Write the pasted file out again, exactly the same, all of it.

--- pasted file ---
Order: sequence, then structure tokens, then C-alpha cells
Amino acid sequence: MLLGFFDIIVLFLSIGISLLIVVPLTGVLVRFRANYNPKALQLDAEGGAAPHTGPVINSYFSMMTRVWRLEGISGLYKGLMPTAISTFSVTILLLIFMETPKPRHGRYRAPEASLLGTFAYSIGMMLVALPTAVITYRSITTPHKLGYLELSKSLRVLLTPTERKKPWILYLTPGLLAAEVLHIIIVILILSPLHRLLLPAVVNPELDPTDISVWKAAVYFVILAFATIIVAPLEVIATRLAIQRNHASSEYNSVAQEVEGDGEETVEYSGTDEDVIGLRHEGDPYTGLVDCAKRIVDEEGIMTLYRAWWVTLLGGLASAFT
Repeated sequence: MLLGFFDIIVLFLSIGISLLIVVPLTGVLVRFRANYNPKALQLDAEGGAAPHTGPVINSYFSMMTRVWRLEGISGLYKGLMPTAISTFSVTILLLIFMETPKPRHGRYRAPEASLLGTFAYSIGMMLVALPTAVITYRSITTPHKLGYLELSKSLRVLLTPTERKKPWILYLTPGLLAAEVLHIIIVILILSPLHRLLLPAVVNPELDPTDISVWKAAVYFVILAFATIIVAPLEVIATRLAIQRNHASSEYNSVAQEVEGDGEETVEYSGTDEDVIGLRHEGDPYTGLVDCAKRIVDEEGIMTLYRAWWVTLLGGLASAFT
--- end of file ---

Order: sequence, then structure tokens, then C-alpha cells
Amino acid sequence: MLLGFFDIIVLFLSIGISLLIVVPLTGVLVRFRANYNPKALQLDAEGGAAPHTGPVINSYFSMMTRVWRLEGISGLYKGLMPTAISTFSVTILLLIFMETPKPRHGRYRAPEASLLGTFAYSIGMMLVALPTAVITYRSITTPHKLGYLELSKSLRVLLTPTERKKPWILYLTPGLLAAEVLHIIIVILILSPLHRLLLPAVVNPELDPTDISVWKAAVYFVILAFATIIVAPLEVIATRLAIQRNHASSEYNSVAQEVEGDGEETVEYSGTDEDVIGLRHEGDPYTGLVDCAKRIVDEEGIMTLYRAWWVTLLGGLASAFT
Repeated sequence: MLLGFFDIIVLFLSIGISLLIVVPLTGVLVRFRANYNPKALQLDAEGGAAPHTGPVINSYFSMMTRVWRLEGISGLYKGLMPTAISTFSVTILLLIFMETPKPRHGRYRAPEASLLGTFAYSIGMMLVALPTAVITYRSITTPHKLGYLELSKSLRVLLTPTERKKPWILYLTPGLLAAEVLHIIIVILILSPLHRLLLPAVVNPELDPTDISVWKAAVYFVILAFATIIVAPLEVIATRLAIQRNHASSEYNSVAQEVEGDGEETVEYSGTDEDVIGLRHEGDPYTGLVDCAKRIVDEEGIMTLYRAWWVTLLGGLASAFT